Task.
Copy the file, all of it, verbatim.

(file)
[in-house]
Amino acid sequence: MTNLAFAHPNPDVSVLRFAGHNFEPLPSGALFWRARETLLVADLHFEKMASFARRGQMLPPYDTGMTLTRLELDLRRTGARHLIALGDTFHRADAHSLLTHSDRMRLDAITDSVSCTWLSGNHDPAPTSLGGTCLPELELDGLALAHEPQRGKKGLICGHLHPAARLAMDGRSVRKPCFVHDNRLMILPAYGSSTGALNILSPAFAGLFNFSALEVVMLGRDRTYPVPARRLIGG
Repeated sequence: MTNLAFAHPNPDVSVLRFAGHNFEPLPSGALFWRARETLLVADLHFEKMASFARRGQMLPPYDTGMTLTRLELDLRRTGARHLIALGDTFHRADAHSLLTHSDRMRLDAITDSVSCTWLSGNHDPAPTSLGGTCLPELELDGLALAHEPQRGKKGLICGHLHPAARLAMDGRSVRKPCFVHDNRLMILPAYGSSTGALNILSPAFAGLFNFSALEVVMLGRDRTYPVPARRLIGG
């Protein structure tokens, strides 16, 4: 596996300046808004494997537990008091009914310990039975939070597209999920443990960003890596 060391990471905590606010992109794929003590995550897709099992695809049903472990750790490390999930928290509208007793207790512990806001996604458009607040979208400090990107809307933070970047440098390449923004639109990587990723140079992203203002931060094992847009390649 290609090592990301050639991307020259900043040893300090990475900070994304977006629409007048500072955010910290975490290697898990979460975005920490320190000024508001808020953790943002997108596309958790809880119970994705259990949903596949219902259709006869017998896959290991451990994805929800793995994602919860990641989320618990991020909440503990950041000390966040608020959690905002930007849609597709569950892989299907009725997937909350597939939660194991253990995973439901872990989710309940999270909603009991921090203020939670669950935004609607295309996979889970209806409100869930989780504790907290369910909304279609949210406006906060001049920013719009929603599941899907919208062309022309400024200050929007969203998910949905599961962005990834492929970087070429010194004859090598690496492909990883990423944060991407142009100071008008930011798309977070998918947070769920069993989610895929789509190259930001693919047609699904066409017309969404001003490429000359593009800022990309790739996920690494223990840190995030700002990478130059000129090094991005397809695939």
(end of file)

[in-house]
Amino acid sequence: MTNLAFAHPNPDVSVLRFAGHNFEPLPSGALFWRARETLLVADLHFEKMASFARRGQMLPPYDTGMTLTRLELDLRRTGARHLIALGDTFHRADAHSLLTHSDRMRLDAITDSVSCTWLSGNHDPAPTSLGGTCLPELELDGLALAHEPQRGKKGLICGHLHPAARLAMDGRSVRKPCFVHDNRLMILPAYGSSTGALNILSPAFAGLFNFSALEVVMLGRDRTYPVPARRLIGG
Repeated sequence: MTNLAFAHPNPDVSVLRFAGHNFEPLPSGALFWRARETLLVADLHFEKMASFARRGQMLPPYDTGMTLTRLELDLRRTGARHLIALGDTFHRADAHSLLTHSDRMRLDAITDSVSCTWLSGNHDPAPTSLGGTCLPELELDGLALAHEPQRGKKGLICGHLHPAARLAMDGRSVRKPCFVHDNRLMILPAYGSSTGALNILSPAFAGLFNFSALEVVMLGRDRTYPVPARRLIGG
């Protein structure tokens, strides 16, 4: 596996300046808004494997537990008091009914310990039975939070597209999920443990960003890596 060391990471905590606010992109794929003590995550897709099992695809049903472990750790490390999930928290509208007793207790512990806001996604458009607040979208400090990107809307933070970047440098390449923004639109990587990723140079992203203002931060094992847009390649 290609090592990301050639991307020259900043040893300090990475900070994304977006629409007048500072955010910290975490290697898990979460975005920490320190000024508001808020953790943002997108596309958790809880119970994705259990949903596949219902259709006869017998896959290991451990994805929800793995994602919860990641989320618990991020909440503990950041000390966040608020959690905002930007849609597709569950892989299907009725997937909350597939939660194991253990995973439901872990989710309940999270909603009991921090203020939670669950935004609607295309996979889970209806409100869930989780504790907290369910909304279609949210406006906060001049920013719009929603599941899907919208062309022309400024200050929007969203998910949905599961962005990834492929970087070429010194004859090598690496492909990883990423944060991407142009100071008008930011798309977070998918947070769920069993989610895929789509190259930001693919047609699904066409017309969404001003490429000359593009800022990309790739996920690494223990840190995030700002990478130059000129090094991005397809695939």